No-Knead Pumpkin Loaf

>> Monday, November 23, 2009

We survived the marathon! Not only that -- Stephen met his goal (with a time of 3:03:59) and qualified for Boston, though he doesn't think he'll run it this year. My story is a bit more tragic. I didn't get my goal time of 3:59:59. I didn't even get under 4:05:00, much to my displeasure. The "wall" thing everyone talks about -- when your muscles literally runs out of glycogen. Well, it's no joke. I finished the race in 4:10:40, and in a load of pain. I'll post an "official" marathon post later in the week, but just had to share the short story now.

Anyway, back to baked goods. We're here in NJ with my in-laws getting ready for an awesome Thanksgiving dinner, among other things. I'm considering adding this bread to the menu . . .

I made this loaf a few months ago. And I'm happy to report that my first experience baking no-knead bread was a great success! I chose to include the following flavors -- pumpkin and pumpkin seeds, rosemary, and walnut. It's a hefty little thing . . . and I think it tastes best toasted and generously topped with this on-the-fly sweet pumpkin butter I whipped up (recipe also below).

What you'll need . . .

  • 1/2 cup pumpkin puree (plain, this isn't a sweet or spiced pumpkin bread)
  • 1 cup plus 1 tablespoon tepid water (or a bit more depending)
  • 1/4 teaspoon dry active yeast
  • 1-1/4 teaspoon salt
  • 2 cups bread flour
  • 1 cup wheat pastry flour
  • 1/3 cup raw pumpkin seeds
  • 1/2 cup raw crushed walnuts
  • 1 generous tablespoon rosemary (I used dried, but am sure fresh would work wonderfully)

Method . . .

  1. In a large mixing bowl, whisk together the flours and yeast. Then add in the salt.
  2. Make an impression with your fist inside the dry ingredients and then plop in the pumpkin puree and water.
  3. Mix together -- this should be relatively easy . . . and if it isn't, add a bit more tepid water. I ended up using my hands because it was just easier for me . . . however, keep in mind, the dough will be very, very, VERY sticky.
  4. Cover the bowl with a piece of oiled plastic wrap and put in a warm place to rise for anywhere between 12 and 18 hours. (I went to work after mixing mine . . . and only waited 12 hours, but I've always heard it's best to wait even longer.)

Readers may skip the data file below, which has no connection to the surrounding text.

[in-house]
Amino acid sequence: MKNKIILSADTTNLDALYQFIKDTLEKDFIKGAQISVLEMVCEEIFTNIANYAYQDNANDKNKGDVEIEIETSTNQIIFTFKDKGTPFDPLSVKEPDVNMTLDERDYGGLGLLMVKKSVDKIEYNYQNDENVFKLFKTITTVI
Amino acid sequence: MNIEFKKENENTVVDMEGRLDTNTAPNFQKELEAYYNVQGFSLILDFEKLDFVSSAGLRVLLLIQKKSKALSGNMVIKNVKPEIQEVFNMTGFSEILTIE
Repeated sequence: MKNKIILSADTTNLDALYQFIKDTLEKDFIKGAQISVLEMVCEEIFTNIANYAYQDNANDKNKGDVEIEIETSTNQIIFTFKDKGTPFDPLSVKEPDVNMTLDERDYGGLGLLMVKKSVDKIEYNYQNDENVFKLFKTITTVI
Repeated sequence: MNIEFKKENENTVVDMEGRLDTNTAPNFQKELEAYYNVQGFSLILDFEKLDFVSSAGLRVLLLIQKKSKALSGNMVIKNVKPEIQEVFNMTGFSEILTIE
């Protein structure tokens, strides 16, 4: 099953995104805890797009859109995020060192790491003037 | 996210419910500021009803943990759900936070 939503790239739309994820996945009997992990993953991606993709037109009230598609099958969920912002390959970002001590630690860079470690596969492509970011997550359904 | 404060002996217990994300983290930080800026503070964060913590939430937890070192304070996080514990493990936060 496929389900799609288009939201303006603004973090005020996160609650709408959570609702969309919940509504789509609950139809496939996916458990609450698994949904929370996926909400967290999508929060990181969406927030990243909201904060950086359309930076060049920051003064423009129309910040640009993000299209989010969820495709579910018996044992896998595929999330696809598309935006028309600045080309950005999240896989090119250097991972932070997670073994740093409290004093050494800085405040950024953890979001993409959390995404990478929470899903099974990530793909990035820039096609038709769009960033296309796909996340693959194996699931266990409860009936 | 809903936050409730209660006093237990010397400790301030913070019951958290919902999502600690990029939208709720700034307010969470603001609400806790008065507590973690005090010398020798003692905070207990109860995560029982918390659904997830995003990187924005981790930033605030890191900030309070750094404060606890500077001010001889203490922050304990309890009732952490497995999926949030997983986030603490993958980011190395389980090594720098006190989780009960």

5. After that time has passed, generously flour a work surface and use a spatula to scrape your bubbly dough onto it.
  6. Flour your hands and pat down the loaf into a square shape. Then fold each of the sides in toward the middle and flip over -- seam-side down -- and gently shape into a round loaf.
  7. Put some cornmeal down on a baking sheet . . . and transfer the loaf to it to rise for another 2 hours (again, cover with a towel or oiled plastic wrap). Make sure to get the cornmeal on there, or you'll find your loaf sticking to the pan.
  8. Preheat your oven to 425 degrees F. Also place a pie plate on the bottom rack -- half full of water. I also used a pizza stone to bake my bread. So if you have one, also place the pizza stone in the oven as it preheats. (If not, you're fine -- you'll just use the sheet the dough is currently rising upon.)
  9. With a knife, slice a 1/2 inch deep cut into the top of your loaf.
  10. Place your loaf in the oven (middle rack) to bake by either placing it on the pizza stone or simply sliding in the baking sheet. You'll want to bake it for about 25 minutes . . . then check to see how it's doing . . . then baking for approx. another 25 more -- until the crust is golden brown. If your crust starts burning, you may wish to cover it with a piece of tin-foil while you continue baking.


What you'll need . . .
  • 3 tablespoons butter (I used Earth Balance)
  • 1-1/2 tablespoon pumpkin puree
  • 1 teaspoon honey

Method . . .
  1. Put all ingredients into the bowl of an electric mixer.
  2. Set mixer to high speed and cream together all ingredients.
  3. Need more butter? This recipe makes enough for like half the loaf . . . so just make it again :)

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